|Please, don't ask, I don't know.|
Reports of the "Trainspotting Live" series of three programmes on BBC 4 led me to try and catch up with it on iPlayer, just to see if was as described by a number of reports that I had seen online. In the process, I stumbled upon this article in the online Radio Times, entitled "The Nine Most Scenic Spots for Trainspotting in the UK". Setting aside the issue of why 9 spots instead of 10, I mention this here, because Toddington came in at number 9 on the list. The choice of locations, is always going to be subjective, "Beauty is in the eye of the beholder" and all that, but it was gratifying that we appeared on the list. Just in case you couldn't be bothered to follow the link above, this is the complete list:
1) The Bluebell Railway
2) Glenfinnan Viaduct
3) Whitby North Yorkshire
4) North York Moors National Park
5) Porthmadog, North Wales
6) Llangollen Railway, North Wales
7) Exmoor National Park
9) Toddington, Gloucestershire
A few observations that I'd make would be that the majority are heritage railways (or in the case of number 3, a network rail line over which a heritage railway has running rights) rather than part of the national network. Heritage railways suffer a disadvantage for the average trainspotter in as much as they (galas and occasional incoming mainline rail tours excepted) largely tend to run locos from the same small pool each week, so you'd pretty quickly spot them all. From the ticking off of numbers in a book point of view, not ideal. If you did follow the link, all nine photos used (even the network rail locations) show a steam loco at work, except the photo of Toddington where you get to see our class 73 electro diesel very much in the background. This in spite of the fact that we are the only one with "steam" in our name.
I'm curious as to why just Toddington and not the whole line, Winchcombe station is rather beautiful in my view, and yes, although the GWSR doesn't own it, Gotherngton is a gem as well. The fact that the line is largely built on embankments and offers fine views of the Cotswold hills and in the distance the Malverns should not be overlooked either. I have no doubt that Broadway when it is completed will considerably enhance the beauty of the line as a whole. There are plenty of scenic locations on the West Coast Mainline (Scout Green, Beattock) or East Coast Mainline (Berwick Viaduct), but these are rather spoiled in my humble opinion by the overhead wires (call me a luddite if you will), a fate that is shortly to befall Sydney Gardens in Bath. Who knows, next time the Radio Times prepares such a list, that fact may just propel Toddington up to number 8.... Broadway when completed may change the entry from "Toddington" to the "GWSR" and push it higher still.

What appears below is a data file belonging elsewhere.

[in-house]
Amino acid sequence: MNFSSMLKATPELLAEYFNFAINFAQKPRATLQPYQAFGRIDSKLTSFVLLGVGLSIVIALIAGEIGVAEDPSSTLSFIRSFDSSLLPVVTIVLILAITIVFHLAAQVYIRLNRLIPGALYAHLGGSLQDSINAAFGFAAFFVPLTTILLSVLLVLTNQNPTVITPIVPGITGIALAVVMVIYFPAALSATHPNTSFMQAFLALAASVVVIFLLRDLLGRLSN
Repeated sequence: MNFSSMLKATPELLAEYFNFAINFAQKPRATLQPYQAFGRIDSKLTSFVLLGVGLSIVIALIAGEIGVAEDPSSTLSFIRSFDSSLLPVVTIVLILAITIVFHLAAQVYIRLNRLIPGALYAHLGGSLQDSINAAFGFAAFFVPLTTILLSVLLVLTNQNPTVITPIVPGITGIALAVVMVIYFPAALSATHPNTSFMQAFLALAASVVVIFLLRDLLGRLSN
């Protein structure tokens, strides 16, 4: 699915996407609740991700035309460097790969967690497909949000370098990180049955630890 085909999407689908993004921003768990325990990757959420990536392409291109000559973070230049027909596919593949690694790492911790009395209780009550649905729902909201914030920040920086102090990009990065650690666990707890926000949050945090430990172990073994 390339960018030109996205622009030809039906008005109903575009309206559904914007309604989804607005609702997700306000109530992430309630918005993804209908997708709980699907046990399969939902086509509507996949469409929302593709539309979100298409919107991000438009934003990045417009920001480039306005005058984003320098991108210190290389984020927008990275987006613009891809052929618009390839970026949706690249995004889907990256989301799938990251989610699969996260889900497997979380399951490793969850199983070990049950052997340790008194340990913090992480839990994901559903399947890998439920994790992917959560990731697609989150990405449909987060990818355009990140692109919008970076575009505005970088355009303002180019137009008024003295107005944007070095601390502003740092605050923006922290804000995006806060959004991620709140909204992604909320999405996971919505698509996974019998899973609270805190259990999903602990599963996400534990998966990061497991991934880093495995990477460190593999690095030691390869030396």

I have already said that beauty is in the eye of the beholder, but it has to be said that for this beholder at least, the Settle & Carlisle line, (Ribblehead Viaduct, Ais Gill & Arten Gill Viaduct are all delights), and the Dawlish - Teignmouth sea wall section of line in Devon is a magical place to visit. There omission is to me at least unaccountable. I'm sure that you will have a few favourites of your own as well. Chacun à son goût.
Whilst we're on the subect of Toddington, I ventured up there on both Saturday and Sunday this weekend:
|Foremarke Hall heads off with the first train of the day on Saturday|
|3850's regulator rod, extricated from the boiler|
|It's a bit like musical chairs|
|Eleanor & Sam encouraging the fingers to come off the actuating arm|
|David prepares to receive a superheater element|
|Mark lifts the cab, David and Martin are grateful that it doesn't have to be shifted the hard way|
|It didn't end up going too far...|
|...it was soon joined by 3850's cab roof too.|
|Trevor (l) and John|
|Road 6, soon to get a concrete floor.|
|Can't wait to see it finished and assembled at Broadway|
|3845, still in ex-Barry Island Scrapyard condition...|
|...at least she still has a tender.|
Well that was Saturday, moving on to Sunday, I had a firing turn on 7903, Foremarke Hall. As you may have noticed from my last blog post, I was out on Foremarke Hall last Monday for the first time since she came back into service after her heavy general overhaul. Unfortunately the turn only involved going as far as Winchcombe and back, this time round it would be for the usual full timetable.
Phil was on his best behaviour, he had even gone to the trouble of fetching out Foremarke Hall's lamps for me. Why should Phil be so keen? Well Sunday was the day that Phil was to be assessed as a driver.
|Lamps, ready for action.|
|(l-r), Eleanor, George, Phil, Dave & Tina, trying to hide behind the step ladder|
|Eleanor cleans 7903's boiler barrel|
|7903 & 2807, preparing for action|
|Phil with the big red handle...|
|...setting off from shed|
|Inspector Irving, keeping a close eye on Phil|
|Well why not?|
|Crossing 2807 at Winchcombe|
|Chris & Judy.|
|Topping up the oil|
|Aaron (l) and Phil.|
|Driver Grange (l) & Inspector Irving (Photo courtesy of Steve Oddy)|
I suspect that Phil must have annoyed the roster clerk, as not only did he get lumbered with me for his exam, but he will also get me as his fireman on his second solo turn as a fully fledged driver in August.
And finally, with grateful thanks to Paul Begg of Action Cam Railways, whilst busy scribbling this blog, I have been keeping one eye on my tv screen, as a rather nice DVD, packed with footage from the recent "Swindon Built" gala arrived in the post this morning. Shot using a number of the popular "Go Pro" cameras mounted on the hand rails, under the running plate, from the lineside, using a drone and in one case from inside the cab, it shows our railway in a way that you won't have seen before. The footage from the handrail & brake vans going through Greet tunnel is particularly good. It is hoped that copies of this DVD will be available from the shop at Toddington station in the not too distant future.